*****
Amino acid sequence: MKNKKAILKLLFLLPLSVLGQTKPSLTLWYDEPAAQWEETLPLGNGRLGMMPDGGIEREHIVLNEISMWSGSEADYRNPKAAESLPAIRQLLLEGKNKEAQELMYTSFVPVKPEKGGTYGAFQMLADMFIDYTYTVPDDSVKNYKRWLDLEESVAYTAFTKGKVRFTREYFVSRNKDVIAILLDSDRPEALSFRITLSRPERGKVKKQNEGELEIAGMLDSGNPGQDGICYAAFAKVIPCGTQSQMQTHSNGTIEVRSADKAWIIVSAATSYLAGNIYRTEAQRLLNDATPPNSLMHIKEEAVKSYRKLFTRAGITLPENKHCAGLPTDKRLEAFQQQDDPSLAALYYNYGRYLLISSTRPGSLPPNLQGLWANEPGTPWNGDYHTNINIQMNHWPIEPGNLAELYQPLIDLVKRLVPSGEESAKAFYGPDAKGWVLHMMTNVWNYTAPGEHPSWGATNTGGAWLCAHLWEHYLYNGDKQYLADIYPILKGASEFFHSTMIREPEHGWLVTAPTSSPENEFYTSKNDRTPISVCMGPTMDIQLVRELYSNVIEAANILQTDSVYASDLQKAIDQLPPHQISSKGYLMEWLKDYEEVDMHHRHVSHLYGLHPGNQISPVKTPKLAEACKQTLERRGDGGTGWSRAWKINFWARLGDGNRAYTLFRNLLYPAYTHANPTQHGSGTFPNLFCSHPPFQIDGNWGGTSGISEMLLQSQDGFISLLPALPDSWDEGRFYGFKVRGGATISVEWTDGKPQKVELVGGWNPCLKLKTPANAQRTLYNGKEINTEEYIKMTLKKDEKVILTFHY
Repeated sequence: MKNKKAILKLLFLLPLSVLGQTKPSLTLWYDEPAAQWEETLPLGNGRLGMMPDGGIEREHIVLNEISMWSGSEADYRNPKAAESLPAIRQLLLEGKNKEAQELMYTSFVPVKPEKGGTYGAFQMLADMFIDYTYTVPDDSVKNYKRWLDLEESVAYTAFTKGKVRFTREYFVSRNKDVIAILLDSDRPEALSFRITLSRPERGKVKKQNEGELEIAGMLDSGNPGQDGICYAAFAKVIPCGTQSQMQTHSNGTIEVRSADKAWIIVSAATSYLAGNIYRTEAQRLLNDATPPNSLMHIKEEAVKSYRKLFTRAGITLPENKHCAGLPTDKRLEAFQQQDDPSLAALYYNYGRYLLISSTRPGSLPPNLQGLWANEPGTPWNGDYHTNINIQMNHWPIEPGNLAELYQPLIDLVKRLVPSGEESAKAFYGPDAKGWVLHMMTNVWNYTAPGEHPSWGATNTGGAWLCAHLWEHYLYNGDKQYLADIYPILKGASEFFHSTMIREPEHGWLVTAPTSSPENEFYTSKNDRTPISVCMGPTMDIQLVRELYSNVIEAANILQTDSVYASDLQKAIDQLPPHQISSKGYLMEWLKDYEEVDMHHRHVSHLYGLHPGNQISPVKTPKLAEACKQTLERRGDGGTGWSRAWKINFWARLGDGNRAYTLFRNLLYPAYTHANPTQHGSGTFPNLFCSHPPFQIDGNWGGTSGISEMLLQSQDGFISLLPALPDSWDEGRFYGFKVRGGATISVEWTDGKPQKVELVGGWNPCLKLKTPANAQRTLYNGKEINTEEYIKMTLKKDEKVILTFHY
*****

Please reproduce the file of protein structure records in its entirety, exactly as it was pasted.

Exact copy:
Amino acid sequence: MKNKKAILKLLFLLPLSVLGQTKPSLTLWYDEPAAQWEETLPLGNGRLGMMPDGGIEREHIVLNEISMWSGSEADYRNPKAAESLPAIRQLLLEGKNKEAQELMYTSFVPVKPEKGGTYGAFQMLADMFIDYTYTVPDDSVKNYKRWLDLEESVAYTAFTKGKVRFTREYFVSRNKDVIAILLDSDRPEALSFRITLSRPERGKVKKQNEGELEIAGMLDSGNPGQDGICYAAFAKVIPCGTQSQMQTHSNGTIEVRSADKAWIIVSAATSYLAGNIYRTEAQRLLNDATPPNSLMHIKEEAVKSYRKLFTRAGITLPENKHCAGLPTDKRLEAFQQQDDPSLAALYYNYGRYLLISSTRPGSLPPNLQGLWANEPGTPWNGDYHTNINIQMNHWPIEPGNLAELYQPLIDLVKRLVPSGEESAKAFYGPDAKGWVLHMMTNVWNYTAPGEHPSWGATNTGGAWLCAHLWEHYLYNGDKQYLADIYPILKGASEFFHSTMIREPEHGWLVTAPTSSPENEFYTSKNDRTPISVCMGPTMDIQLVRELYSNVIEAANILQTDSVYASDLQKAIDQLPPHQISSKGYLMEWLKDYEEVDMHHRHVSHLYGLHPGNQISPVKTPKLAEACKQTLERRGDGGTGWSRAWKINFWARLGDGNRAYTLFRNLLYPAYTHANPTQHGSGTFPNLFCSHPPFQIDGNWGGTSGISEMLLQSQDGFISLLPALPDSWDEGRFYGFKVRGGATISVEWTDGKPQKVELVGGWNPCLKLKTPANAQRTLYNGKEINTEEYIKMTLKKDEKVILTFHY
Repeated sequence: MKNKKAILKLLFLLPLSVLGQTKPSLTLWYDEPAAQWEETLPLGNGRLGMMPDGGIEREHIVLNEISMWSGSEADYRNPKAAESLPAIRQLLLEGKNKEAQELMYTSFVPVKPEKGGTYGAFQMLADMFIDYTYTVPDDSVKNYKRWLDLEESVAYTAFTKGKVRFTREYFVSRNKDVIAILLDSDRPEALSFRITLSRPERGKVKKQNEGELEIAGMLDSGNPGQDGICYAAFAKVIPCGTQSQMQTHSNGTIEVRSADKAWIIVSAATSYLAGNIYRTEAQRLLNDATPPNSLMHIKEEAVKSYRKLFTRAGITLPENKHCAGLPTDKRLEAFQQQDDPSLAALYYNYGRYLLISSTRPGSLPPNLQGLWANEPGTPWNGDYHTNINIQMNHWPIEPGNLAELYQPLIDLVKRLVPSGEESAKAFYGPDAKGWVLHMMTNVWNYTAPGEHPSWGATNTGGAWLCAHLWEHYLYNGDKQYLADIYPILKGASEFFHSTMIREPEHGWLVTAPTSSPENEFYTSKNDRTPISVCMGPTMDIQLVRELYSNVIEAANILQTDSVYASDLQKAIDQLPPHQISSKGYLMEWLKDYEEVDMHHRHVSHLYGLHPGNQISPVKTPKLAEACKQTLERRGDGGTGWSRAWKINFWARLGDGNRAYTLFRNLLYPAYTHANPTQHGSGTFPNLFCSHPPFQIDGNWGGTSGISEMLLQSQDGFISLLPALPDSWDEGRFYGFKVRGGATISVEWTDGKPQKVELVGGWNPCLKLKTPANAQRTLYNGKEINTEEYIKMTLKKDEKVILTFHY